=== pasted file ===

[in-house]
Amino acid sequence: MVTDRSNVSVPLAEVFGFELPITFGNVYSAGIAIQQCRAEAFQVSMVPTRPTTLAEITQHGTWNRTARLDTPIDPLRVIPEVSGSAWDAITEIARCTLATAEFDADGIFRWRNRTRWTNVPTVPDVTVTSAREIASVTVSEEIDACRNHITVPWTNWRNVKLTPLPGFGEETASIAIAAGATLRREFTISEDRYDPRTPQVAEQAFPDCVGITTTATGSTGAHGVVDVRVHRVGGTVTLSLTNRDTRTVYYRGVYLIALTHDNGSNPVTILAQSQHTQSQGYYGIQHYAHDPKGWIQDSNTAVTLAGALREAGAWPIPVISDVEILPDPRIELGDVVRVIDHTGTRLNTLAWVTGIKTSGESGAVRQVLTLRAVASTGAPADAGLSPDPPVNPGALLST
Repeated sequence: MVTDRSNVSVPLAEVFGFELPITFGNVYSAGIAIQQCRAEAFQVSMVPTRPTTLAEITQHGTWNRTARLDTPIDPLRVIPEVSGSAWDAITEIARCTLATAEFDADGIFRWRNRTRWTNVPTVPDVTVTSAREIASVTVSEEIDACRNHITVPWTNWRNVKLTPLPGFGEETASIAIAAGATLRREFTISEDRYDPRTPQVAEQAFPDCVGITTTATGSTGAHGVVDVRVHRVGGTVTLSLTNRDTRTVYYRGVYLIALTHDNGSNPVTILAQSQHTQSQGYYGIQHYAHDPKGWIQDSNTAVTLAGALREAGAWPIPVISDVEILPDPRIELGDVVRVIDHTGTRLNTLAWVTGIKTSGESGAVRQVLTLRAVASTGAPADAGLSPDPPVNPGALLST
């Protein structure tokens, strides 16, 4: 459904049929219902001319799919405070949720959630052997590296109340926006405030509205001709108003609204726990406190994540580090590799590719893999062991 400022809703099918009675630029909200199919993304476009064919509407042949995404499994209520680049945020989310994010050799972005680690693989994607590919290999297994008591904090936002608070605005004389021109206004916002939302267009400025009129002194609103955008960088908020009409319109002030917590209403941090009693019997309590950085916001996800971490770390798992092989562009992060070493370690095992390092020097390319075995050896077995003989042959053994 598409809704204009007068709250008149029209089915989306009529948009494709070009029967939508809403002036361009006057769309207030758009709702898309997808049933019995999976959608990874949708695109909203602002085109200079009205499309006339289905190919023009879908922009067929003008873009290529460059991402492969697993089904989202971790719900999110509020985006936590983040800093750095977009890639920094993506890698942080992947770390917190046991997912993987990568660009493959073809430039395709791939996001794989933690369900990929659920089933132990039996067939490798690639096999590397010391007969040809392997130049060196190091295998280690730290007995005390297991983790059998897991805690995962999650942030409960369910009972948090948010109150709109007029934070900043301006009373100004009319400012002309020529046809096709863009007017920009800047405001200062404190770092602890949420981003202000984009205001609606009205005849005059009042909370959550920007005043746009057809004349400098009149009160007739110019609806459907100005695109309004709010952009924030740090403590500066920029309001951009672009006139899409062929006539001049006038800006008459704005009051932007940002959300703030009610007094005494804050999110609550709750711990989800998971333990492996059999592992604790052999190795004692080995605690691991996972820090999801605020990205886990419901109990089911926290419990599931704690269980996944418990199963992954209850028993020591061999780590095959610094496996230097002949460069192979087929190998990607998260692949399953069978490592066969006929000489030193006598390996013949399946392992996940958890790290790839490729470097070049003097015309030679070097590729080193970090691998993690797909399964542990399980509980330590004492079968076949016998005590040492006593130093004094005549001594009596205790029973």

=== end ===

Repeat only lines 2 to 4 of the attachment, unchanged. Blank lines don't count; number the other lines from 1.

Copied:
Amino acid sequence: MVTDRSNVSVPLAEVFGFELPITFGNVYSAGIAIQQCRAEAFQVSMVPTRPTTLAEITQHGTWNRTARLDTPIDPLRVIPEVSGSAWDAITEIARCTLATAEFDADGIFRWRNRTRWTNVPTVPDVTVTSAREIASVTVSEEIDACRNHITVPWTNWRNVKLTPLPGFGEETASIAIAAGATLRREFTISEDRYDPRTPQVAEQAFPDCVGITTTATGSTGAHGVVDVRVHRVGGTVTLSLTNRDTRTVYYRGVYLIALTHDNGSNPVTILAQSQHTQSQGYYGIQHYAHDPKGWIQDSNTAVTLAGALREAGAWPIPVISDVEILPDPRIELGDVVRVIDHTGTRLNTLAWVTGIKTSGESGAVRQVLTLRAVASTGAPADAGLSPDPPVNPGALLST
Repeated sequence: MVTDRSNVSVPLAEVFGFELPITFGNVYSAGIAIQQCRAEAFQVSMVPTRPTTLAEITQHGTWNRTARLDTPIDPLRVIPEVSGSAWDAITEIARCTLATAEFDADGIFRWRNRTRWTNVPTVPDVTVTSAREIASVTVSEEIDACRNHITVPWTNWRNVKLTPLPGFGEETASIAIAAGATLRREFTISEDRYDPRTPQVAEQAFPDCVGITTTATGSTGAHGVVDVRVHRVGGTVTLSLTNRDTRTVYYRGVYLIALTHDNGSNPVTILAQSQHTQSQGYYGIQHYAHDPKGWIQDSNTAVTLAGALREAGAWPIPVISDVEILPDPRIELGDVVRVIDHTGTRLNTLAWVTGIKTSGESGAVRQVLTLRAVASTGAPADAGLSPDPPVNPGALLST
């Protein structure tokens, strides 16, 4: 459904049929219902001319799919405070949720959630052997590296109340926006405030509205001709108003609204726990406190994540580090590799590719893999062991 400022809703099918009675630029909200199919993304476009064919509407042949995404499994209520680049945020989310994010050799972005680690693989994607590919290999297994008591904090936002608070605005004389021109206004916002939302267009400025009129002194609103955008960088908020009409319109002030917590209403941090009693019997309590950085916001996800971490770390798992092989562009992060070493370690095992390092020097390319075995050896077995003989042959053994 598409809704204009007068709250008149029209089915989306009529948009494709070009029967939508809403002036361009006057769309207030758009709702898309997808049933019995999976959608990874949708695109909203602002085109200079009205499309006339289905190919023009879908922009067929003008873009290529460059991402492969697993089904989202971790719900999110509020985006936590983040800093750095977009890639920094993506890698942080992947770390917190046991997912993987990568660009493959073809430039395709791939996001794989933690369900990929659920089933132990039996067939490798690639096999590397010391007969040809392997130049060196190091295998280690730290007995005390297991983790059998897991805690995962999650942030409960369910009972948090948010109150709109007029934070900043301006009373100004009319400012002309020529046809096709863009007017920009800047405001200062404190770092602890949420981003202000984009205001609606009205005849005059009042909370959550920007005043746009057809004349400098009149009160007739110019609806459907100005695109309004709010952009924030740090403590500066920029309001951009672009006139899409062929006539001049006038800006008459704005009051932007940002959300703030009610007094005494804050999110609550709750711990989800998971333990492996059999592992604790052999190795004692080995605690691991996972820090999801605020990205886990419901109990089911926290419990599931704690269980996944418990199963992954209850028993020591061999780590095959610094496996230097002949460069192979087929190998990607998260692949399953069978490592066969006929000489030193006598390996013949399946392992996940958890790290790839490729470097070049003097015309030679070097590729080193970090691998993690797909399964542990399980509980330590004492079968076949016998005590040492006593130093004094005549001594009596205790029973």